The Irish Film Institute has made over 1,200 minutes of domestic cinema available to the world.

Drawing on material held in the IFI Irish Film Archive, the IFI Player, a free online service, offers material dating from as far back as 1910. The viewer can enjoy newsreels, travelogues, public information films and privately shot home movies, alongside more commercial material.

No more easily accessible resource exists for enjoying moving images from so large a stretch of Irish history. Ross Keane, IFI director, commented: “The IFI Player is a ground-breaking development for the IFI, as it allows us to fulfil our mission to make our collections from the IFI Irish Film Archive available to a much broader audience base.”

Selecting the material to be digitised was no small challenge for Kasandra O’Connell, head of the archive. There are many more thousands of hours in the vaults. “There were many considerations,” O’Connell told The Irish Times.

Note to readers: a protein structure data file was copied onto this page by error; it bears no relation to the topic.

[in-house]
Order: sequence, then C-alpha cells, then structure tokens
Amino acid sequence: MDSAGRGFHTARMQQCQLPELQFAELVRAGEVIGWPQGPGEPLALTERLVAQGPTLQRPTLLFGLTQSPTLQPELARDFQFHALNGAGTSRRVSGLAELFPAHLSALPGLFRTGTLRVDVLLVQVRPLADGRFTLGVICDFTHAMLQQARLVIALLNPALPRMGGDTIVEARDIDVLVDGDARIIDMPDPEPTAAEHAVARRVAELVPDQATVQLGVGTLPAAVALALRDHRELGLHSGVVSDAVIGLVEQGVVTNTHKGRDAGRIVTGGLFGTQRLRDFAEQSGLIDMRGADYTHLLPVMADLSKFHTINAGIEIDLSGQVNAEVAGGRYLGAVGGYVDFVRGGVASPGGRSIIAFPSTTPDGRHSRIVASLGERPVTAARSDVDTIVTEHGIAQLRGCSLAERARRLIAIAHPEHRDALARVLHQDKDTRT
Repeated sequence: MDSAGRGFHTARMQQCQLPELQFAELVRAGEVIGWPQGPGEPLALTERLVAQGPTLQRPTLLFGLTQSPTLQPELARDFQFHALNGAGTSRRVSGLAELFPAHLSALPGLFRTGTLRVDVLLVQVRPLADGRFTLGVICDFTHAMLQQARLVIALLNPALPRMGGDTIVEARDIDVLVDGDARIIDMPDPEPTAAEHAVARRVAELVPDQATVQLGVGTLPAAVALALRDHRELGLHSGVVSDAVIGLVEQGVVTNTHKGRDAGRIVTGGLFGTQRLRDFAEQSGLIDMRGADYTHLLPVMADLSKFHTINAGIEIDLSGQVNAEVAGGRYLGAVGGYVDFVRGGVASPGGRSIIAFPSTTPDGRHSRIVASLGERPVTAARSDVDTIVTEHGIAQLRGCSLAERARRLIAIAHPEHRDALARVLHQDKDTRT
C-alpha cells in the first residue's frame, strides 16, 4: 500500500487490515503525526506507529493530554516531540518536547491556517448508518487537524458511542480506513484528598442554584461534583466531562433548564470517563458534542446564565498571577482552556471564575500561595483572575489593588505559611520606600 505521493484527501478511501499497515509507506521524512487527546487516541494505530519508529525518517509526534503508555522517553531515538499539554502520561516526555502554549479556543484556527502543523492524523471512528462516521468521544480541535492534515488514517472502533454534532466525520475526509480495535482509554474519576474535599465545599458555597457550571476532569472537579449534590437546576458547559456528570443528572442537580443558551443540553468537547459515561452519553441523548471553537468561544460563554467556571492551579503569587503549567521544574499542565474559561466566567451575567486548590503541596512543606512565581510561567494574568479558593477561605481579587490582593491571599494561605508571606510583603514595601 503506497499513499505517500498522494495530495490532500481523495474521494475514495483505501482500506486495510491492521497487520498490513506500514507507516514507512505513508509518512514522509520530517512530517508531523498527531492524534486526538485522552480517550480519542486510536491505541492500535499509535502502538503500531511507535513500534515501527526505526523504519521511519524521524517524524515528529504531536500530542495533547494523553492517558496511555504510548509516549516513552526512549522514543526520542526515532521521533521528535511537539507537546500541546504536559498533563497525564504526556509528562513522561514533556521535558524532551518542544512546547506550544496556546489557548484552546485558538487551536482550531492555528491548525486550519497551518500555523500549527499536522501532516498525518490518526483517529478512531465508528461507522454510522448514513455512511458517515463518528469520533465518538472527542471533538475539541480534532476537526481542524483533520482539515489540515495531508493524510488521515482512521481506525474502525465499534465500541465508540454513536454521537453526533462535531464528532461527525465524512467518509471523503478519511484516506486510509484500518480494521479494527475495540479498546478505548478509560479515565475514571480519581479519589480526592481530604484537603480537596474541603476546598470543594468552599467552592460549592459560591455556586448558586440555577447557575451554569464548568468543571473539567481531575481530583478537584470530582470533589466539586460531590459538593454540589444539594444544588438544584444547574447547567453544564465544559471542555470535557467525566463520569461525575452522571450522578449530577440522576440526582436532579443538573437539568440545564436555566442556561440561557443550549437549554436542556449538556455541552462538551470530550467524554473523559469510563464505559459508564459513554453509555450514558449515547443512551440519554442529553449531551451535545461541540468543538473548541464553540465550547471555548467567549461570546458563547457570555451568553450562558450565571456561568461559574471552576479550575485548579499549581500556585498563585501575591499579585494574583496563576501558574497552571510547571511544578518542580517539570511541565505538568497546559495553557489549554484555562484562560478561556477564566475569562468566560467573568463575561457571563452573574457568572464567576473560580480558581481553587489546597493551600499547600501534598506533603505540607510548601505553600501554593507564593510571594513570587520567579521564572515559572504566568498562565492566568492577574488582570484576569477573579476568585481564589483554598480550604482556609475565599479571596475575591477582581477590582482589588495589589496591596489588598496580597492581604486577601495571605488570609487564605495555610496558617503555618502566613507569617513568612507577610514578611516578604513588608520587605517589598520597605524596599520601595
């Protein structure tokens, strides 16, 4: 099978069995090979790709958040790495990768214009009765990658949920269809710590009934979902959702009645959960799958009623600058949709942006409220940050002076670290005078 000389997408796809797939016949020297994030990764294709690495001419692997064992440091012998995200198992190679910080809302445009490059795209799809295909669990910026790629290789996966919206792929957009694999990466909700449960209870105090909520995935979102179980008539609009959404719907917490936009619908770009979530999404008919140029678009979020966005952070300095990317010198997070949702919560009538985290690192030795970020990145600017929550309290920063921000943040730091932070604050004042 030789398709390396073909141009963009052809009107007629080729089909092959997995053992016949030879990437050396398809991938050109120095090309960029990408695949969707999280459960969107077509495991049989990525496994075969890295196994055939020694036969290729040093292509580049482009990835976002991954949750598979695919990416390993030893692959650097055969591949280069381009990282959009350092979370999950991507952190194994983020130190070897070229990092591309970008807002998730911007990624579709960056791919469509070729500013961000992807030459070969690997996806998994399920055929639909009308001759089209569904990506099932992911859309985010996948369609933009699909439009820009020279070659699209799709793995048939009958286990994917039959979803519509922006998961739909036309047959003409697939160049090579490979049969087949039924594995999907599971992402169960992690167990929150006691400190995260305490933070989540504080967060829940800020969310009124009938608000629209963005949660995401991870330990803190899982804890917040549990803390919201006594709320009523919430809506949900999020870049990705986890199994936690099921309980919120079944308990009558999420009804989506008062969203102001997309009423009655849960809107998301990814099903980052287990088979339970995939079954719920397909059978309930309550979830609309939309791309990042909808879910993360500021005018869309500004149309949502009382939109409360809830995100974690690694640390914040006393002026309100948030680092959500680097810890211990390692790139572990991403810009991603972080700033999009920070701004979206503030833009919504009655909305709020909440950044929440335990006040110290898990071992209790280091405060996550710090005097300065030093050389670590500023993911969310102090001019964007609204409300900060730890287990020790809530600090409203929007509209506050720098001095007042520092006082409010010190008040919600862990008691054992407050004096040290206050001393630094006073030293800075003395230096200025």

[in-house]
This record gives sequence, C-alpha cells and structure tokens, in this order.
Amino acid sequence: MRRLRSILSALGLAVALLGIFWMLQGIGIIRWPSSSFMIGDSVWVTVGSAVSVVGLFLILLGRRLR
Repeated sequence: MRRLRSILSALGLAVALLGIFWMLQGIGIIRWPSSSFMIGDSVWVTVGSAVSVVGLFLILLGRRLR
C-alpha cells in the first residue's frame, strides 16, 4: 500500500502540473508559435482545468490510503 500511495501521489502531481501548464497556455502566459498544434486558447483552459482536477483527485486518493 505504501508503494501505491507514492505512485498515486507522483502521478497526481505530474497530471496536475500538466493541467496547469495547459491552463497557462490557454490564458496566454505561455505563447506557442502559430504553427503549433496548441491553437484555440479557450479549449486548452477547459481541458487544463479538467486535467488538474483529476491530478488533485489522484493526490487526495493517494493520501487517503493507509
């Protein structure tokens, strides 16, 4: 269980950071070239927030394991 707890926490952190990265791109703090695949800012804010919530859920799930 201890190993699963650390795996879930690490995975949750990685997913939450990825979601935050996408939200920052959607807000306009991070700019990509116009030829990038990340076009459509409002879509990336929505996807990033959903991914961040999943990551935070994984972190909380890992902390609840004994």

The archive draws upon certain key portfolios. The Radharc Collection, comprising work made by the production company established by Father Joe Dunn, gets at endless social and political issues.

The Bord Fáilte Film Collection offers amusing insights into the version of Ireland we wanted to show the world in earlier decades: golf, coach trips, endless shots of tinkling waterfalls.

The sources of the footage tell their own story. A sunny film covering John F Kennedy’s visit to Ireland – “Then he went as he came, like a whisper in the dawn,” the narrator poignantly notes, just months before the President’s assassination – is presented by, of all organisations, The Columban Fathers.

“From the early material, I’d mention the earliest known Irish animation by the Horgan brothers from Youghal: The Town Hall Clock” Kasandra O’Connell notes. “They were photographers who became animators. That is from sometime in the 1910s. It’s rudimentary, but it’s the first animation we know of.”

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